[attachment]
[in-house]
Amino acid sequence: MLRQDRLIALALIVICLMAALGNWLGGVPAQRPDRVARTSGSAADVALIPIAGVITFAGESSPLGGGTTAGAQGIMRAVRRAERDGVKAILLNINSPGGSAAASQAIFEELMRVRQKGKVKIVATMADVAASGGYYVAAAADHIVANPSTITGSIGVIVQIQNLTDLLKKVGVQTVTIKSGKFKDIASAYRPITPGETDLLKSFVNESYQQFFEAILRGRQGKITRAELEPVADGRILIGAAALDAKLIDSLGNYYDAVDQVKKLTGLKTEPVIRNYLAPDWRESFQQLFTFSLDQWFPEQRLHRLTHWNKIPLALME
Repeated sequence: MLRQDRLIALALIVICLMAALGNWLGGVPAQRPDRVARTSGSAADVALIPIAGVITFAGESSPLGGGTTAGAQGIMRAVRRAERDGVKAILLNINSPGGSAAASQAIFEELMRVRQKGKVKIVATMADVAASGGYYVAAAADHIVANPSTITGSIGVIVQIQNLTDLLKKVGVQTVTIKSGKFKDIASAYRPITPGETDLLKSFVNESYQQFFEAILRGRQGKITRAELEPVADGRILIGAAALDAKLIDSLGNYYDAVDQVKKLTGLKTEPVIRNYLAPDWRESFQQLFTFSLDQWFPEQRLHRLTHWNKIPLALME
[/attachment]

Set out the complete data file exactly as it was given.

[in-house]
Amino acid sequence: MLRQDRLIALALIVICLMAALGNWLGGVPAQRPDRVARTSGSAADVALIPIAGVITFAGESSPLGGGTTAGAQGIMRAVRRAERDGVKAILLNINSPGGSAAASQAIFEELMRVRQKGKVKIVATMADVAASGGYYVAAAADHIVANPSTITGSIGVIVQIQNLTDLLKKVGVQTVTIKSGKFKDIASAYRPITPGETDLLKSFVNESYQQFFEAILRGRQGKITRAELEPVADGRILIGAAALDAKLIDSLGNYYDAVDQVKKLTGLKTEPVIRNYLAPDWRESFQQLFTFSLDQWFPEQRLHRLTHWNKIPLALME
Repeated sequence: MLRQDRLIALALIVICLMAALGNWLGGVPAQRPDRVARTSGSAADVALIPIAGVITFAGESSPLGGGTTAGAQGIMRAVRRAERDGVKAILLNINSPGGSAAASQAIFEELMRVRQKGKVKIVATMADVAASGGYYVAAAADHIVANPSTITGSIGVIVQIQNLTDLLKKVGVQTVTIKSGKFKDIASAYRPITPGETDLLKSFVNESYQQFFEAILRGRQGKITRAELEPVADGRILIGAAALDAKLIDSLGNYYDAVDQVKKLTGLKTEPVIRNYLAPDWRESFQQLFTFSLDQWFPEQRLHRLTHWNKIPLALME